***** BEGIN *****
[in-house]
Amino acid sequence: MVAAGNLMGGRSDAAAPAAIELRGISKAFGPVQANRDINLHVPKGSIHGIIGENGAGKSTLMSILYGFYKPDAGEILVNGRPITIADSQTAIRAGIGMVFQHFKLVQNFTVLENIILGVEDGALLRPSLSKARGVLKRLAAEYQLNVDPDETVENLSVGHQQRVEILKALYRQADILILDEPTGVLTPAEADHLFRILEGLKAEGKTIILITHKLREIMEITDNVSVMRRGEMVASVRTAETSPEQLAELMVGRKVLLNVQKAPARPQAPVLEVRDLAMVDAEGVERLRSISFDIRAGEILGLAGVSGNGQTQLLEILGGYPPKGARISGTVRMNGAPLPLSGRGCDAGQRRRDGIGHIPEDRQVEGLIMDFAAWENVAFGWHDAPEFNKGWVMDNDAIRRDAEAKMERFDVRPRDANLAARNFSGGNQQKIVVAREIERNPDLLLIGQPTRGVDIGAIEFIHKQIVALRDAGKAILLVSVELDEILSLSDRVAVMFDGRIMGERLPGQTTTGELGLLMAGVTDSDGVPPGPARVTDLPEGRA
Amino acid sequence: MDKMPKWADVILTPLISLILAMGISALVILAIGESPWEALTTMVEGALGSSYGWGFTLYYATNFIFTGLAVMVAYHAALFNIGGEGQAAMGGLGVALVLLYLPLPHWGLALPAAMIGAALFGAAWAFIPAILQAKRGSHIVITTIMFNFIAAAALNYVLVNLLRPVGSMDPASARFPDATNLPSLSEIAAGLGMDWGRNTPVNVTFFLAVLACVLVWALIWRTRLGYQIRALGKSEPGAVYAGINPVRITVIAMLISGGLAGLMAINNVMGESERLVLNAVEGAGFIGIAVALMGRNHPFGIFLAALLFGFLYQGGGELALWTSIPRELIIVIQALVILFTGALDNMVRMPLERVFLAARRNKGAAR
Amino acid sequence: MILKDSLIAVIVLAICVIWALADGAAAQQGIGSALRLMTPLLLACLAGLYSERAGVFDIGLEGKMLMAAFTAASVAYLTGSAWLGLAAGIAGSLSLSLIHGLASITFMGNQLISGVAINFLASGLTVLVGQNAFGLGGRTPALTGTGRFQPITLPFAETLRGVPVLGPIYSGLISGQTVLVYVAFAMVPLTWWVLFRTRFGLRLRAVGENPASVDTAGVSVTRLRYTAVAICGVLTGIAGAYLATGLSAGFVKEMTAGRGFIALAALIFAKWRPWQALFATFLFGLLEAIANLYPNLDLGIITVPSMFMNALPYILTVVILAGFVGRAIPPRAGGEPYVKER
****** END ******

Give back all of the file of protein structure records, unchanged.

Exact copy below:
[in-house]
Amino acid sequence: MVAAGNLMGGRSDAAAPAAIELRGISKAFGPVQANRDINLHVPKGSIHGIIGENGAGKSTLMSILYGFYKPDAGEILVNGRPITIADSQTAIRAGIGMVFQHFKLVQNFTVLENIILGVEDGALLRPSLSKARGVLKRLAAEYQLNVDPDETVENLSVGHQQRVEILKALYRQADILILDEPTGVLTPAEADHLFRILEGLKAEGKTIILITHKLREIMEITDNVSVMRRGEMVASVRTAETSPEQLAELMVGRKVLLNVQKAPARPQAPVLEVRDLAMVDAEGVERLRSISFDIRAGEILGLAGVSGNGQTQLLEILGGYPPKGARISGTVRMNGAPLPLSGRGCDAGQRRRDGIGHIPEDRQVEGLIMDFAAWENVAFGWHDAPEFNKGWVMDNDAIRRDAEAKMERFDVRPRDANLAARNFSGGNQQKIVVAREIERNPDLLLIGQPTRGVDIGAIEFIHKQIVALRDAGKAILLVSVELDEILSLSDRVAVMFDGRIMGERLPGQTTTGELGLLMAGVTDSDGVPPGPARVTDLPEGRA
Amino acid sequence: MDKMPKWADVILTPLISLILAMGISALVILAIGESPWEALTTMVEGALGSSYGWGFTLYYATNFIFTGLAVMVAYHAALFNIGGEGQAAMGGLGVALVLLYLPLPHWGLALPAAMIGAALFGAAWAFIPAILQAKRGSHIVITTIMFNFIAAAALNYVLVNLLRPVGSMDPASARFPDATNLPSLSEIAAGLGMDWGRNTPVNVTFFLAVLACVLVWALIWRTRLGYQIRALGKSEPGAVYAGINPVRITVIAMLISGGLAGLMAINNVMGESERLVLNAVEGAGFIGIAVALMGRNHPFGIFLAALLFGFLYQGGGELALWTSIPRELIIVIQALVILFTGALDNMVRMPLERVFLAARRNKGAAR
Amino acid sequence: MILKDSLIAVIVLAICVIWALADGAAAQQGIGSALRLMTPLLLACLAGLYSERAGVFDIGLEGKMLMAAFTAASVAYLTGSAWLGLAAGIAGSLSLSLIHGLASITFMGNQLISGVAINFLASGLTVLVGQNAFGLGGRTPALTGTGRFQPITLPFAETLRGVPVLGPIYSGLISGQTVLVYVAFAMVPLTWWVLFRTRFGLRLRAVGENPASVDTAGVSVTRLRYTAVAICGVLTGIAGAYLATGLSAGFVKEMTAGRGFIALAALIFAKWRPWQALFATFLFGLLEAIANLYPNLDLGIITVPSMFMNALPYILTVVILAGFVGRAIPPRAGGEPYVKER